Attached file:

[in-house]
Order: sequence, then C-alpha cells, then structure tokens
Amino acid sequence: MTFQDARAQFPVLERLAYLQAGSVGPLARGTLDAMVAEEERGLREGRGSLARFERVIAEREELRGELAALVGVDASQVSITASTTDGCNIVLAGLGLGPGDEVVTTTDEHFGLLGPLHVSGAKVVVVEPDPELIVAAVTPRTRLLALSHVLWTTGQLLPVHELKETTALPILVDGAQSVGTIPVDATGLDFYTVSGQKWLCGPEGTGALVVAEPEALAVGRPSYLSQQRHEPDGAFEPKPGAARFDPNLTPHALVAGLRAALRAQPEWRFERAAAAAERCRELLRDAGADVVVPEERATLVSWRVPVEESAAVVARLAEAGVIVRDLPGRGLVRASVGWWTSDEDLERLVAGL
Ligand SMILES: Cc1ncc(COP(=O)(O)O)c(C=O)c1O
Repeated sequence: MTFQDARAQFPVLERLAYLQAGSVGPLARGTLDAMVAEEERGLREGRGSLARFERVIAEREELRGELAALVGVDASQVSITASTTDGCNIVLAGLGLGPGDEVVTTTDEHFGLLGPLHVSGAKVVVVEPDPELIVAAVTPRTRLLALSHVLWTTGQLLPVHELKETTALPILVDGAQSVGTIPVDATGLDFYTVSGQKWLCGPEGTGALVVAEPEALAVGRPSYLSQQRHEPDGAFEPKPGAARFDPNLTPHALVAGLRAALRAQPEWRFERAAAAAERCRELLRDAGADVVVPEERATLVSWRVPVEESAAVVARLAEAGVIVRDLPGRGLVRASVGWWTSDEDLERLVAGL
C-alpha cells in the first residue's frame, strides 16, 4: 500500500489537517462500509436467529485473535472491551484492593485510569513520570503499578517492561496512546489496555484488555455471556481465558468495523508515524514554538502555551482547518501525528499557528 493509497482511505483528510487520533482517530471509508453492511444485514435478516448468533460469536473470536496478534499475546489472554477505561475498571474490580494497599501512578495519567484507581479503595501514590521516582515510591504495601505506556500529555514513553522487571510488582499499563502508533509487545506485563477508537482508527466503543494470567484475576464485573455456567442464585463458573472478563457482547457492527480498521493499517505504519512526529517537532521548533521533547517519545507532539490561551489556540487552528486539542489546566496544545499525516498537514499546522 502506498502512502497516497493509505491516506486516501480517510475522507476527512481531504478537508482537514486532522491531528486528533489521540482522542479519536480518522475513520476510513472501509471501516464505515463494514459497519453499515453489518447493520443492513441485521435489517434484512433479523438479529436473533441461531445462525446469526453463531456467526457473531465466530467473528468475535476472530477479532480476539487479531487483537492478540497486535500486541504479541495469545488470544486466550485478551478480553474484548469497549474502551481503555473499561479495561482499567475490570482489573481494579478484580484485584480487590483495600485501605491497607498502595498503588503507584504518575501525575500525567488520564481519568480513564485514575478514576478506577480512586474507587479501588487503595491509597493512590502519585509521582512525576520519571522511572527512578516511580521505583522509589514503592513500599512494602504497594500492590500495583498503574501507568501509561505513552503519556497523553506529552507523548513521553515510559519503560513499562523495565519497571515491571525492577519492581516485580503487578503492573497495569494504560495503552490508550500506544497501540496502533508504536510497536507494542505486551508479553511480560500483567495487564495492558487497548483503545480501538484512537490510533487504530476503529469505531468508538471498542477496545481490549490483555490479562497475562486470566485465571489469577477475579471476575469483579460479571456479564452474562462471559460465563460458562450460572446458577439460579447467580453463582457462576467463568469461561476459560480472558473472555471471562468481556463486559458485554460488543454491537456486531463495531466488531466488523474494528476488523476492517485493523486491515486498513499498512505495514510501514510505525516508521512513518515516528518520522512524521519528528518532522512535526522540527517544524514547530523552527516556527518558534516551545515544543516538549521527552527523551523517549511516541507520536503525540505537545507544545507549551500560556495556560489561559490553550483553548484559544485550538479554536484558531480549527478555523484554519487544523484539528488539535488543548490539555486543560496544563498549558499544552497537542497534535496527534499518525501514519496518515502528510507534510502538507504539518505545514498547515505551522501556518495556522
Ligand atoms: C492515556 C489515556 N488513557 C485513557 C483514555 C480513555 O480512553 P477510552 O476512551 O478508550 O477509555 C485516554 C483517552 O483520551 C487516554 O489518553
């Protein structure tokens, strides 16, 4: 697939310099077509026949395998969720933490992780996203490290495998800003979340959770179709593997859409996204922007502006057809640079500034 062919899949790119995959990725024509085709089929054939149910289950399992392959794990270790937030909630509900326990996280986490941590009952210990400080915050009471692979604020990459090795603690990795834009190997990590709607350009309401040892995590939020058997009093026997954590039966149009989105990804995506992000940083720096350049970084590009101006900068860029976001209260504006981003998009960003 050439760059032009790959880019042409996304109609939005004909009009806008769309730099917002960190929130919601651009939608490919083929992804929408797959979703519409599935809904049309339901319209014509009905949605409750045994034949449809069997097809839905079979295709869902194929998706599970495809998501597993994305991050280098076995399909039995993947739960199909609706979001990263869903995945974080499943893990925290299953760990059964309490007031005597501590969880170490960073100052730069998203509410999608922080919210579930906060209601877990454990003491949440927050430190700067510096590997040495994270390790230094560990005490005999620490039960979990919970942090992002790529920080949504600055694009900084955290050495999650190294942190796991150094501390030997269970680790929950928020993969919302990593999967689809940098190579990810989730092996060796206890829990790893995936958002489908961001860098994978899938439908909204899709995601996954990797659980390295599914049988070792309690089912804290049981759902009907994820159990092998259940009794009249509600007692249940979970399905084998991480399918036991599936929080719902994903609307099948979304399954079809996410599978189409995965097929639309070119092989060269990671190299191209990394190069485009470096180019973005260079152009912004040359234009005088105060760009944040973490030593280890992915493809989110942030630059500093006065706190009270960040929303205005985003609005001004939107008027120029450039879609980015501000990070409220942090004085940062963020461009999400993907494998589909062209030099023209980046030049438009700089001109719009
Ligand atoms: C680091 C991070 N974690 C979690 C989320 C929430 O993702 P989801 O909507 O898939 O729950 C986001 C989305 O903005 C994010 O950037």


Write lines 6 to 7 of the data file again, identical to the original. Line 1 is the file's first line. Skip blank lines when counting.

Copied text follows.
C-alpha cells in the first residue's frame, strides 16, 4: 500500500489537517462500509436467529485473535472491551484492593485510569513520570503499578517492561496512546489496555484488555455471556481465558468495523508515524514554538502555551482547518501525528499557528 493509497482511505483528510487520533482517530471509508453492511444485514435478516448468533460469536473470536496478534499475546489472554477505561475498571474490580494497599501512578495519567484507581479503595501514590521516582515510591504495601505506556500529555514513553522487571510488582499499563502508533509487545506485563477508537482508527466503543494470567484475576464485573455456567442464585463458573472478563457482547457492527480498521493499517505504519512526529517537532521548533521533547517519545507532539490561551489556540487552528486539542489546566496544545499525516498537514499546522 502506498502512502497516497493509505491516506486516501480517510475522507476527512481531504478537508482537514486532522491531528486528533489521540482522542479519536480518522475513520476510513472501509471501516464505515463494514459497519453499515453489518447493520443492513441485521435489517434484512433479523438479529436473533441461531445462525446469526453463531456467526457473531465466530467473528468475535476472530477479532480476539487479531487483537492478540497486535500486541504479541495469545488470544486466550485478551478480553474484548469497549474502551481503555473499561479495561482499567475490570482489573481494579478484580484485584480487590483495600485501605491497607498502595498503588503507584504518575501525575500525567488520564481519568480513564485514575478514576478506577480512586474507587479501588487503595491509597493512590502519585509521582512525576520519571522511572527512578516511580521505583522509589514503592513500599512494602504497594500492590500495583498503574501507568501509561505513552503519556497523553506529552507523548513521553515510559519503560513499562523495565519497571515491571525492577519492581516485580503487578503492573497495569494504560495503552490508550500506544497501540496502533508504536510497536507494542505486551508479553511480560500483567495487564495492558487497548483503545480501538484512537490510533487504530476503529469505531468508538471498542477496545481490549490483555490479562497475562486470566485465571489469577477475579471476575469483579460479571456479564452474562462471559460465563460458562450460572446458577439460579447467580453463582457462576467463568469461561476459560480472558473472555471471562468481556463486559458485554460488543454491537456486531463495531466488531466488523474494528476488523476492517485493523486491515486498513499498512505495514510501514510505525516508521512513518515516528518520522512524521519528528518532522512535526522540527517544524514547530523552527516556527518558534516551545515544543516538549521527552527523551523517549511516541507520536503525540505537545507544545507549551500560556495556560489561559490553550483553548484559544485550538479554536484558531480549527478555523484554519487544523484539528488539535488543548490539555486543560496544563498549558499544552497537542497534535496527534499518525501514519496518515502528510507534510502538507504539518505545514498547515505551522501556518495556522
Ligand atoms: C492515556 C489515556 N488513557 C485513557 C483514555 C480513555 O480512553 P477510552 O476512551 O478508550 O477509555 C485516554 C483517552 O483520551 C487516554 O489518553